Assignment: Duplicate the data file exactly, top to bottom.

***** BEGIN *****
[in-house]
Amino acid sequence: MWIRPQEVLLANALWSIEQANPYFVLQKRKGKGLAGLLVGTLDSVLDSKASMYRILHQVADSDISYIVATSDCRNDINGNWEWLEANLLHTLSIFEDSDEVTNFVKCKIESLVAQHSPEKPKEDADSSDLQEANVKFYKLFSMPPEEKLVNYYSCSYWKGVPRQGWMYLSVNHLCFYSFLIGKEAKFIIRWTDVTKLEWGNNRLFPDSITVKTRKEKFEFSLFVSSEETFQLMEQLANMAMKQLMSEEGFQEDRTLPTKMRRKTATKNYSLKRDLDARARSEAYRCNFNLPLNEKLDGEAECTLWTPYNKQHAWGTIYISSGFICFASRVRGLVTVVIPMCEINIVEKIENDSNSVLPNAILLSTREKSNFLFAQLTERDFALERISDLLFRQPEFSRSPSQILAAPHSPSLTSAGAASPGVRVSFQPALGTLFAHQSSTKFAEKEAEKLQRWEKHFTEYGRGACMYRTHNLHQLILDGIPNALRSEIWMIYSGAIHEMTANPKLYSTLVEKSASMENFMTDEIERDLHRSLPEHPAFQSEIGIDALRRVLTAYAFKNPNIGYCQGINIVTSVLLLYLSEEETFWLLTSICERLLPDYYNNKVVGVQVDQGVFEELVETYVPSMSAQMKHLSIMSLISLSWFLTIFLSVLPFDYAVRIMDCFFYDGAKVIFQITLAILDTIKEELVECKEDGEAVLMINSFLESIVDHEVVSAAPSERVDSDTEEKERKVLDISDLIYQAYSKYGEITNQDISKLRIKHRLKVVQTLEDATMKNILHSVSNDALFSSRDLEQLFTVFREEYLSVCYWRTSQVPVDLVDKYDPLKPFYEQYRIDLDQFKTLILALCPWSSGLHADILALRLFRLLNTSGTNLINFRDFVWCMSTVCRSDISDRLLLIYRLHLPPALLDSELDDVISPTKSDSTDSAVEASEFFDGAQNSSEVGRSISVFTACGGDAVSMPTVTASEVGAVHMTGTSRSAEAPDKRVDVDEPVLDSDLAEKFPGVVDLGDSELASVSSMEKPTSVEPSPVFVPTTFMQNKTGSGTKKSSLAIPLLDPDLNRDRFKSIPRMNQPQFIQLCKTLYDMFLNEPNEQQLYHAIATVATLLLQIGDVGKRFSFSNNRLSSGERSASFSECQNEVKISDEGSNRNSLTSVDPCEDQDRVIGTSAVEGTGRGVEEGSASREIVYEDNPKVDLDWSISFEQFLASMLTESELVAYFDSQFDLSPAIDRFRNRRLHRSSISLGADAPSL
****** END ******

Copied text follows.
[in-house]
Amino acid sequence: MWIRPQEVLLANALWSIEQANPYFVLQKRKGKGLAGLLVGTLDSVLDSKASMYRILHQVADSDISYIVATSDCRNDINGNWEWLEANLLHTLSIFEDSDEVTNFVKCKIESLVAQHSPEKPKEDADSSDLQEANVKFYKLFSMPPEEKLVNYYSCSYWKGVPRQGWMYLSVNHLCFYSFLIGKEAKFIIRWTDVTKLEWGNNRLFPDSITVKTRKEKFEFSLFVSSEETFQLMEQLANMAMKQLMSEEGFQEDRTLPTKMRRKTATKNYSLKRDLDARARSEAYRCNFNLPLNEKLDGEAECTLWTPYNKQHAWGTIYISSGFICFASRVRGLVTVVIPMCEINIVEKIENDSNSVLPNAILLSTREKSNFLFAQLTERDFALERISDLLFRQPEFSRSPSQILAAPHSPSLTSAGAASPGVRVSFQPALGTLFAHQSSTKFAEKEAEKLQRWEKHFTEYGRGACMYRTHNLHQLILDGIPNALRSEIWMIYSGAIHEMTANPKLYSTLVEKSASMENFMTDEIERDLHRSLPEHPAFQSEIGIDALRRVLTAYAFKNPNIGYCQGINIVTSVLLLYLSEEETFWLLTSICERLLPDYYNNKVVGVQVDQGVFEELVETYVPSMSAQMKHLSIMSLISLSWFLTIFLSVLPFDYAVRIMDCFFYDGAKVIFQITLAILDTIKEELVECKEDGEAVLMINSFLESIVDHEVVSAAPSERVDSDTEEKERKVLDISDLIYQAYSKYGEITNQDISKLRIKHRLKVVQTLEDATMKNILHSVSNDALFSSRDLEQLFTVFREEYLSVCYWRTSQVPVDLVDKYDPLKPFYEQYRIDLDQFKTLILALCPWSSGLHADILALRLFRLLNTSGTNLINFRDFVWCMSTVCRSDISDRLLLIYRLHLPPALLDSELDDVISPTKSDSTDSAVEASEFFDGAQNSSEVGRSISVFTACGGDAVSMPTVTASEVGAVHMTGTSRSAEAPDKRVDVDEPVLDSDLAEKFPGVVDLGDSELASVSSMEKPTSVEPSPVFVPTTFMQNKTGSGTKKSSLAIPLLDPDLNRDRFKSIPRMNQPQFIQLCKTLYDMFLNEPNEQQLYHAIATVATLLLQIGDVGKRFSFSNNRLSSGERSASFSECQNEVKISDEGSNRNSLTSVDPCEDQDRVIGTSAVEGTGRGVEEGSASREIVYEDNPKVDLDWSISFEQFLASMLTESELVAYFDSQFDLSPAIDRFRNRRLHRSSISLGADAPSL